3. 3.

    Accreditation Council for Graduate Medical Education. Outcome project: general competencies. 1999.

    Google Scholar 

  4. 4.

    Royal College of Surgeons and Physicians of Canada. The CanMEDS 2005 framework. 2005.

    Google Scholar 

  5. 5.

    General Medical Council. Good medical practice. 2013.

    Google Scholar 

  6. 6.

    Confederation of Postgraduate Medical Councils. Australian curriculum framework for junior doctors. 2012.

    Google Scholar 

  7. 7.

    Carraccio C, Burke AE. Beyond competencies and milestones: adding meaning through context. J Grad Med Educ. 2010;2(3):419–22.

    Article  Google Scholar 

  8. 8.

    Jones Jr MD, Rosenberg AA, Gilhooly JT, Carraccio CL. Perspective: competencies, outcomes, and controversy--linking professional activities to competencies to improve resident education and practice. Acad Med. 2011;86(2):161–5.

    Article  Google Scholar 

  9. 9.

    Chen HC, van den Broek WE, Ten Cate O. The case for use of entrustable professional activities in undergraduate medical education. Acad Med. 2015;90(4):431–6.

    Article  Google Scholar 

  10. 10.

    ten Cate O, Scheele F. Competency-based postgraduate training: can we bridge the gap between theory and clinical practice? Acad Med. 2007;82(6):542–7.

    Article  Google Scholar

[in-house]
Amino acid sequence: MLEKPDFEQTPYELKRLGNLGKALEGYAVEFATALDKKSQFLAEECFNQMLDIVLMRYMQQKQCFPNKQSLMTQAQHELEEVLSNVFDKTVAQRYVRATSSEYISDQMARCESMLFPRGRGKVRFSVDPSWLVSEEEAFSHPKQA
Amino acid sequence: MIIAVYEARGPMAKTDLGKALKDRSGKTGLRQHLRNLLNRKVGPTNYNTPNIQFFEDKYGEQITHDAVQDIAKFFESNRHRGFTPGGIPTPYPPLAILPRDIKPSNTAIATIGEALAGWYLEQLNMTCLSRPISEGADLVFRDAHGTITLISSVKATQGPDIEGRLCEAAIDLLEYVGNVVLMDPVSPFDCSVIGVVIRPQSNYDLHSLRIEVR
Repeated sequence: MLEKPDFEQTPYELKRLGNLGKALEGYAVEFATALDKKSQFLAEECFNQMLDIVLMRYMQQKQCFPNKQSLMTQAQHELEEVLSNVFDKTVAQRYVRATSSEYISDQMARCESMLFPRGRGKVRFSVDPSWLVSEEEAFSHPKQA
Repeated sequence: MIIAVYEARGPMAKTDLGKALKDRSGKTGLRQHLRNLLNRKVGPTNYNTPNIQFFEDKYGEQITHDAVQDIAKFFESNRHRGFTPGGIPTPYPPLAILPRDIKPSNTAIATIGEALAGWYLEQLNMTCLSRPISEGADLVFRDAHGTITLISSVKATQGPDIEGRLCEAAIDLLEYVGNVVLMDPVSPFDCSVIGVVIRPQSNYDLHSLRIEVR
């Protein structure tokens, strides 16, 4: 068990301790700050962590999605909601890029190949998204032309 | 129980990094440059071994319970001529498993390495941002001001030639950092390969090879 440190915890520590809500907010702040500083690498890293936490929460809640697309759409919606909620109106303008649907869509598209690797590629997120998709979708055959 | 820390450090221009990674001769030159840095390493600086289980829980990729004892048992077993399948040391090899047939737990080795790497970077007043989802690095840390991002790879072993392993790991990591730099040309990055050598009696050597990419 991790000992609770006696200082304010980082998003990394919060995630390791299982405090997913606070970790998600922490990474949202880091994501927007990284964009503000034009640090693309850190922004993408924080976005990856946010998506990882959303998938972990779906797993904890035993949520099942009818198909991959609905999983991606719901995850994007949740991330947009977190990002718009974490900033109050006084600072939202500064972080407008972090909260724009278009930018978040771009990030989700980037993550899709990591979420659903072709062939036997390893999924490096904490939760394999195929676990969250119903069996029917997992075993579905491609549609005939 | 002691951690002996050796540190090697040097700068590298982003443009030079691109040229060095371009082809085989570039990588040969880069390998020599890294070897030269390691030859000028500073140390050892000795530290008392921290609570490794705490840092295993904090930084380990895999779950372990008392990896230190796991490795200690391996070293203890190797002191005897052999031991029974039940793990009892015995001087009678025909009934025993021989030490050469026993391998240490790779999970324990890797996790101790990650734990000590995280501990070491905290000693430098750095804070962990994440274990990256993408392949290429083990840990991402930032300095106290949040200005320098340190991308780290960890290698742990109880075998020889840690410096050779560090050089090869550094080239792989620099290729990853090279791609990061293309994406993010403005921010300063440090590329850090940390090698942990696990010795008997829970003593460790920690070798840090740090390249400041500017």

11. 11.

    ten Cate O, Young JQ. The patient handover as an entrustable professional activity: adding meaning in teaching and practice. BMJ Qual Saf. 2012;21 Suppl 1:i9–12.

    Article  Google Scholar 

  12. 12.

    ten Cate O, Snell L, Carraccio C. Medical competence: the interplay between individual ability and the health care environment. Med Teach. 2010;32(8):669–75.

    Article  Google Scholar 

  13. 13.

    Mulder H, ten Cate O, Daalder R, Berkvens J. Building a competency-based workplace curriculum around entrustable professional activities: the case of physician assistant training. Med Teach. 2010;32(10):e453–459.

    Article  Google Scholar 

  14. 14.

    Wijnen-Meijer M, Kilminster S, Van Der Schaaf M, ten Cate O. The impact of various transitions in the medical education continuum on perceived readiness of trainees to be entrusted with professional tasks. Med Teach. 2012;34(11):929–35.

    Article  Google Scholar 

  15. 15.

    Hauer KE, Kohlwes J, Cornett P, Hollander H, ten Cate O, Ranji SR, Soni K, Iobst W, O'Sullivan P: Identifying entrustable professional activities in internal medicine training. J Grad Med Educ. 2013;5(1):54–9.

  16. 16.

    Hauer KE, Soni K, Cornett P, Kohlwes J, Hollander H, Ranji SR, ten Cate O, Widera E, Calton B, O'Sullivan PS: Developing entrustable professional activities as the basis for assessment of competence in an internal medicine residency: a feasibility study. J Gen Intern Med. 2013;28(8):1110–4.

  17. 17.